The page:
Saying No (#191)
The difference between successful people and really successful people is that really successful people say no to almost everything.
As you reach higher levels of success, you often have the ability to help more people, and more people are likely to ask for your help. At the same time, you still have significant responsibilities to your family, career, close friends and community; people already depending on you to give them your time and attention.
One person can’t be all things to all people. And those that try – by saying “yes” to everything that’s asked of them – will inevitably let themselves and others down.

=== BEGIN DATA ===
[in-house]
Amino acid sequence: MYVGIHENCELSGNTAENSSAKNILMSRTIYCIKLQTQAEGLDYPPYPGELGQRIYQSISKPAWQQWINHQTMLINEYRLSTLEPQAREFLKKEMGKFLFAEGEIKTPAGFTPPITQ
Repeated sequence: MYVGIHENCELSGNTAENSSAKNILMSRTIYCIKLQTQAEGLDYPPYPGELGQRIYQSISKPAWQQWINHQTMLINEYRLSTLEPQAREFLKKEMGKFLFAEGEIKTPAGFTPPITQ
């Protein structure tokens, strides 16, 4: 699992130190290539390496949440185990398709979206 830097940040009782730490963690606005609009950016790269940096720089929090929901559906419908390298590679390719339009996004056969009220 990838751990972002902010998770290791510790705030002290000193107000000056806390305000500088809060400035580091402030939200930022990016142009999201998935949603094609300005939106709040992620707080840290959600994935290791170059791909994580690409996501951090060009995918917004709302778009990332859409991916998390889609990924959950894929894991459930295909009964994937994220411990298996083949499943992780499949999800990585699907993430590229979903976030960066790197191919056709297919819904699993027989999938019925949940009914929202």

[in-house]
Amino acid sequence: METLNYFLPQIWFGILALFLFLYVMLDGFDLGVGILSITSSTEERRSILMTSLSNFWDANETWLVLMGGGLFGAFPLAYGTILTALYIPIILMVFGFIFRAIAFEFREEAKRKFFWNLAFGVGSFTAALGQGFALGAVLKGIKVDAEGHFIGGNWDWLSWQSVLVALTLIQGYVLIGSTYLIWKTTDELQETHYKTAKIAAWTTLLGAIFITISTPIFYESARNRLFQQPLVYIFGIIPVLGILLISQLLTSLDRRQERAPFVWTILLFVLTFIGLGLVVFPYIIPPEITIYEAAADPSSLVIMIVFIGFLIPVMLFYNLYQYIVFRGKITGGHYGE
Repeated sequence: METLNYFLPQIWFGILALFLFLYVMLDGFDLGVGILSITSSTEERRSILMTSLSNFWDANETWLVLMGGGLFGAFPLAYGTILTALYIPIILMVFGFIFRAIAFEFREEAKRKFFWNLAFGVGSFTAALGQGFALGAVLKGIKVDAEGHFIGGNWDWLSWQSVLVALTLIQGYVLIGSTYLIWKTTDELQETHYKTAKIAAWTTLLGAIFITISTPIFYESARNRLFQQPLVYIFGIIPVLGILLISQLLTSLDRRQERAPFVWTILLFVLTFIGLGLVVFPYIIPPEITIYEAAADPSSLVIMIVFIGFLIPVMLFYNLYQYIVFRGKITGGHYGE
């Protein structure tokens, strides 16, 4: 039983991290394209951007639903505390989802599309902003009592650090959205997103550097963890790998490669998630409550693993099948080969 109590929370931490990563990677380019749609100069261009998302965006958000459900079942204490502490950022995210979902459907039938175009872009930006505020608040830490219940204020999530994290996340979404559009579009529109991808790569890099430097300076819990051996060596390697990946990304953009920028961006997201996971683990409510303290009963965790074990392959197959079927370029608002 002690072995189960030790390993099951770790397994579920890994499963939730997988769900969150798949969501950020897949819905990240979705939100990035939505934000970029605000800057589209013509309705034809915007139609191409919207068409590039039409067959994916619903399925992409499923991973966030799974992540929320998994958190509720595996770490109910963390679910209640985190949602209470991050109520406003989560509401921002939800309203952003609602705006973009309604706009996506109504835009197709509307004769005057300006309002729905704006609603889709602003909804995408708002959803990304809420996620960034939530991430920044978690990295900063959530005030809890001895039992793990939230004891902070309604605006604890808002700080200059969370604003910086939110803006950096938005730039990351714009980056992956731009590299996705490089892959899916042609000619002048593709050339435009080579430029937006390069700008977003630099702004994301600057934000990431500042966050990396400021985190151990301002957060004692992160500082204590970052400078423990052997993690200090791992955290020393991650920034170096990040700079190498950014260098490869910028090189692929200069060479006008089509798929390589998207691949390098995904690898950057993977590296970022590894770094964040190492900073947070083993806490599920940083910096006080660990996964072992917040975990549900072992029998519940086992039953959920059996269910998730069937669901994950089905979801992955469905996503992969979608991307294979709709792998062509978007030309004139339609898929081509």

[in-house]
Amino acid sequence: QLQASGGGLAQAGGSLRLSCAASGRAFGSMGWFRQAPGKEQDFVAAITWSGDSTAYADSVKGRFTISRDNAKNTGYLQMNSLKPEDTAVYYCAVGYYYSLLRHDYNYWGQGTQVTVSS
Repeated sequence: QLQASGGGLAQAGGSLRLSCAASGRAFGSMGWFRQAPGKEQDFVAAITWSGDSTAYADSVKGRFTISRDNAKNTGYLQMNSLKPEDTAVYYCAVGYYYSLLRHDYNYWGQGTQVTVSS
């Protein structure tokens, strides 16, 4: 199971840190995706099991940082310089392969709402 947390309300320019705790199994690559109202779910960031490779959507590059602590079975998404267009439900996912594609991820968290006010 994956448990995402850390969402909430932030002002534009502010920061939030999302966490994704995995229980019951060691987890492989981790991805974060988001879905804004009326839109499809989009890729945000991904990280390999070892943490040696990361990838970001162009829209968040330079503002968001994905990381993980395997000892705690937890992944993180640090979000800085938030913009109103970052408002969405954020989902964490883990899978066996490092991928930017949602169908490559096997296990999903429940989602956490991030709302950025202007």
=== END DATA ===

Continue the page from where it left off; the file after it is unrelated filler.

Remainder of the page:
Warren Buffett understood this all too well when he said, “The difference between successful people and really successful people is that really successful people say no to almost everything.”
Personally, I’ve struggled to say “no” to others for most of my professional life. I’ve worried about coming off as unapproachable or, worse, that others will think I perceive myself as being more important than them in some way.
I’ve been on a journey to find a better way to say no, especially as my personal and professional responsibilities have increased. Then, last year, I listened to an episode of The Tim Ferriss Show, titled “How to Say No.”
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